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J Clin Invest. 2005 Feb;115(2):397-406.

SOCS2 negatively regulates growth hormone action in vitro and in vivo.

Author information

1
Cancer and Haematology Division, The Walter and Eliza Hall Institute of Medical Research (WEHI) and the Cooperative Centre for Cellular Growth Factors, Parkville, Victoria, Australia. greenlaugh@wehi.edu.au

Abstract

Mice deficient in SOCS2 display an excessive growth phenotype characterized by a 30-50% increase in mature body size. Here we show that the SOCS2-/- phenotype is dependent upon the presence of endogenous growth hormone (GH) and that treatment with exogenous GH induced excessive growth in mice lacking both endogenous GH and SOCS2. This was reflected in terms of overall body weight, body and bone lengths, and the weight of internal organs and tissues. A heightened response to GH was also measured by examining GH-responsive genes expressed in the liver after exogenous GH administration. To further understand the link between SOCS2 and the GH-signaling cascade, we investigated the nature of these interactions using structure/function and biochemical interaction studies. Analysis of the 3 structural motifs of the SOCS2 molecule revealed that each plays a crucial role in SOCS2 function, with the conserved SOCS-box motif being essential for all inhibitory function. SOCS2 was found to bind 2 phosphorylated tyrosines on the GH receptor, and mutational analysis of these amino acids showed that both were essential for SOCS2 function. Together, the data provide clear evidence that SOCS2 is a negative regulator of GH signaling.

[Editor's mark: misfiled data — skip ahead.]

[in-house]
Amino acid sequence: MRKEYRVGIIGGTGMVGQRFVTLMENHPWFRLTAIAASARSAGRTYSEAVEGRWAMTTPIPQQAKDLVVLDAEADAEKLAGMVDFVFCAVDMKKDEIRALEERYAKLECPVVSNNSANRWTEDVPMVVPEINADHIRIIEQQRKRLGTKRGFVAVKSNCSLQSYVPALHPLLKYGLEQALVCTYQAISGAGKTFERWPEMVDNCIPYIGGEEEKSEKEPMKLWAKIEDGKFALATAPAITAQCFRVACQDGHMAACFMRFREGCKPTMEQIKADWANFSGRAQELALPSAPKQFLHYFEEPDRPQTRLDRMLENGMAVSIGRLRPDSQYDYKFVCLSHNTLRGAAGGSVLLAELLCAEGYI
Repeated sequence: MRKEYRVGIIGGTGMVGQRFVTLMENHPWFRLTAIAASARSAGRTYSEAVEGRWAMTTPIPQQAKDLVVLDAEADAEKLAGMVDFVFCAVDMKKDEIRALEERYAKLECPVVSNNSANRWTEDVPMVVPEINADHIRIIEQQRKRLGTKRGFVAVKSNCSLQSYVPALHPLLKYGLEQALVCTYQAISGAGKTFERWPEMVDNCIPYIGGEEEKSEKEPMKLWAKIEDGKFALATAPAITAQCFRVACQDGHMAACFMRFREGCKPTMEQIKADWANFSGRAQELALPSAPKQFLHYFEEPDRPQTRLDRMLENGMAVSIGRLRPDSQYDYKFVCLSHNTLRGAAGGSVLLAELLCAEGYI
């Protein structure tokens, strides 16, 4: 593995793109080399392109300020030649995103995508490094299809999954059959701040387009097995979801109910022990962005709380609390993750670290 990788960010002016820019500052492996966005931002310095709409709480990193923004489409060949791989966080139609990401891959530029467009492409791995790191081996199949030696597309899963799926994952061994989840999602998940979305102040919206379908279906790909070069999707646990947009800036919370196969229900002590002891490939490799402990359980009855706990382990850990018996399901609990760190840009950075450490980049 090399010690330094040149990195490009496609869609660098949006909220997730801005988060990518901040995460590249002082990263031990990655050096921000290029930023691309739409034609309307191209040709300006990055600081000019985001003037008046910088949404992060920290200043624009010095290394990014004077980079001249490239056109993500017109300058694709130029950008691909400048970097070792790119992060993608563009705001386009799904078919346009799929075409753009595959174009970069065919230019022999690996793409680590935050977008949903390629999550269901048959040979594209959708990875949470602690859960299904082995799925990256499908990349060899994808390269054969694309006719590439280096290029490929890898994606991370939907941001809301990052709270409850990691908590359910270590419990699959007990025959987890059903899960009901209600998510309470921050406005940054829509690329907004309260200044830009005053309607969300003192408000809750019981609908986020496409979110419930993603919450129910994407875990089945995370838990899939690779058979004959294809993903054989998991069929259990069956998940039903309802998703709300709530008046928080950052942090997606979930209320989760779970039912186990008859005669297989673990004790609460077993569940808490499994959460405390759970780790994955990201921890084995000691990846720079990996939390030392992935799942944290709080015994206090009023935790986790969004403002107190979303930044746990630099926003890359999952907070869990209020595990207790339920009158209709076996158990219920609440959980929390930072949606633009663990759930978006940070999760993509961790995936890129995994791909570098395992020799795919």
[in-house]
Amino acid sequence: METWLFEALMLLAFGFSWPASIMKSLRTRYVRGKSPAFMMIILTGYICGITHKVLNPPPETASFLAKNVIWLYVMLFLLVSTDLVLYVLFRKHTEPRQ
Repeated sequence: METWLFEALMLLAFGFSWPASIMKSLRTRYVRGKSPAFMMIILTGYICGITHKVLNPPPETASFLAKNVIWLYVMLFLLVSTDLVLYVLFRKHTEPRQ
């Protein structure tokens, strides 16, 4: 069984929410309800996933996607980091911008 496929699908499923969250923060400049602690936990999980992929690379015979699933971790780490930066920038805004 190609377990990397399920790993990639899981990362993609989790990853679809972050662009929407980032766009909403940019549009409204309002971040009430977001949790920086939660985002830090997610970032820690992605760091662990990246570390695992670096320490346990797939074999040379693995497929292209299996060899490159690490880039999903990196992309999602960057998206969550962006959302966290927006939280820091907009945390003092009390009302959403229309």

Comment in

PMID:
15690087
PMCID:
PMC546423
DOI:
10.1172/JCI22710
[Indexed for MEDLINE]
Free PMC Article

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